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Fifth day of protests in Middle East over Trump's Jerusalem move

JERUSALEM - The Middle East saw a fifth day of protests on Monday over US President Donald Trump's declaration of Jerusalem as Israel's capital, while further global condemnation followed the deeply controversial move.

While tens of thousands of protesters gathered in Lebanon, Israeli Prime Minister Benjamin Netanyahu held talks with EU foreign ministers in Brussels, declaring that the move he has lauded as historic "makes peace possible".

He also said he expected "all or most" European countries would follow the United States -- but the 28-nation bloc's foreign policy head Federica Mogherini gave him a stern rebuff, telling him to "keep his expectations for others".

During a visit to Cairo, Russian President Vladimir Putin denounced Trump's decision as "destabilizing" while calling for a resumption of long-stalled Israeli-Palestinian talks.

Hezbollah, which fought a war with Israel in 2006, organised the demonstration in Beirut's southern suburbs that saw tens of thousands chanting "Death to America!" and "Death to Israel!"

Further protests were held in Iran and the Palestinian territories.

In Tehran, a few hundred diehard Iranian conservatives rallied against Israel and said Trump had hastened its demise with his decision.

In Ramallah in the occupied West Bank, dozens of Palestinians threw stones at Israeli soldiers, who fired tear gas and rubber bullets in return in the latest such clash.

"We came here against Trump's decision and we want to send a message that Jerusalem is and will stay our capital, and we will stay to defend it," one protester in a black ski mask told AFP.

There were also low-level clashes in Hebron and the Gaza Strip.

Some 27 Palestinians were wounded by live fire or rubber bullets throughout the day, the Red Crescent said.

Palestinian demonstrations have declined in number and intensity since reaching a peak on Friday, but there are concerns they will again increase later this week.

Four Palestinians have been killed so far in clashes or Israeli air strikes in response to rocket fire from Gaza, and hundreds have been wounded.

Tens of thousands have also demonstrated in a range of Middle Eastern and Muslim nations.

'Walking away'

Palestinian leaders have been outraged by Trump's move, but they also face difficult choices in how to respond since they rely on US aid and would like to salvage remaining hopes of a two-state solution to the conflict.

President Mahmud Abbas will refuse to meet with US Vice President Mike Pence when he visits the region later this month, Palestinian officials say, a move that led Washington to accuse the Palestinian leader of "walking away" from a chance to discuss peace.

Abbas was on Monday holding talks with President Abdel Fattah al-Sisi in Egypt -- a key US ally in the region -- ahead of a summit of the Organisation of Islamic Cooperation, the main pan-Islamic body, on Wednesday.

Netanyahu, who has been dogged by corruption investigations against him at home, has lauded the US president's declaration.

On Monday, he was in Brussels as part of a two-day trip to Europe after having met French President Emmanuel Macron in Paris the previous day, with the visits having been planned before Trump's declaration.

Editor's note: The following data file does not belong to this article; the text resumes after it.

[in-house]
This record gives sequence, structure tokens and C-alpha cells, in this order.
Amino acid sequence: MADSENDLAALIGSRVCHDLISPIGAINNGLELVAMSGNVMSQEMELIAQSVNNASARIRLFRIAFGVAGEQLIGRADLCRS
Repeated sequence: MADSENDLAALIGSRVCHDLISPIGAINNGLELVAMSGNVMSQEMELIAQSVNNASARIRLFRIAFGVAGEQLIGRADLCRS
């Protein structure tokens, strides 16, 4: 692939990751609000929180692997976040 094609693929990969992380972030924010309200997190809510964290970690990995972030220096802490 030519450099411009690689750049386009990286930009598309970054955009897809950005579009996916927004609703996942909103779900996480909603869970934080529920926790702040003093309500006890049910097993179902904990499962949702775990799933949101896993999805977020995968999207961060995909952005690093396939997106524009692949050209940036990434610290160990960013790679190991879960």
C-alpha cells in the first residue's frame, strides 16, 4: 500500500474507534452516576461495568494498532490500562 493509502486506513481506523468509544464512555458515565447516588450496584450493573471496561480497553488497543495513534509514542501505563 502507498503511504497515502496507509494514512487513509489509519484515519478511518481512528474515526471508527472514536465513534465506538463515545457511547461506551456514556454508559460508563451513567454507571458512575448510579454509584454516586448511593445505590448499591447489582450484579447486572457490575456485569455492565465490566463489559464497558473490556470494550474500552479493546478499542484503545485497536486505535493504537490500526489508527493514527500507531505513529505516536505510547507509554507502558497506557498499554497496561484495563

Macron urged Netanyahu to "show courage" and take measures to restart long-stalled Israeli-Palestinian peace efforts, including freezing settlement construction in the West Bank.

Netanyahu, who heads what is seen as the most right-wing government in Israeli history, showed no sign of obliging, instead seeking to place blame on the Palestinians for stalled peace efforts.

He met EU foreign ministers in Brussels on Monday, the first such talks with an Israeli premier in 22 years and after the bloc's diplomatic chief Federica Mogherini warned that Trump's move could take the situation "backwards to even darker times".

Netanyahu later said that he told EU foreign ministers to "stop spoiling the Palestinians -- tell them clearly."

"I think that the Palestinians need to be brought back to earth, to reality," he said.

Mogherini said the "worst thing that can happen now is an escalation of tensions, of violence", and restated the EU's position that a two-state solution with Jerusalem as capital for both Israelis and Palestinians was the only sustainable way to resolve the conflict.

Global condemnation

Trump's Jerusalem declaration upended decades of precedent and broke with international consensus, drawing global condemnation.

Jerusalem's status is perhaps the most sensitive issue in the Israeli-Palestinian conflict.

Israel sees the entire city as its undivided capital, while the Palestinians want the eastern sector as the capital of their future state.

Trump noted in his decision that Jerusalem's final status would have to be decided in negotiations between the two sides, but the Palestinians have not been convinced.

Many analysts have questioned how a fair peace process could be possible after such a major concession was made without seeming to demand anything in return.

Jerusalem is home to sites sacred to Jews, Christians and Muslims, and the Arab and Muslim world has seen the US move as an affront.

Turkish President Recep Tayyip Erdogan has been perhaps the most outspoken in warning about the consequences of the move.

On Monday, he lashed out further, saying the United States was a "partner to bloodshed" after Donald Trump's recognition. — Agence France-Presse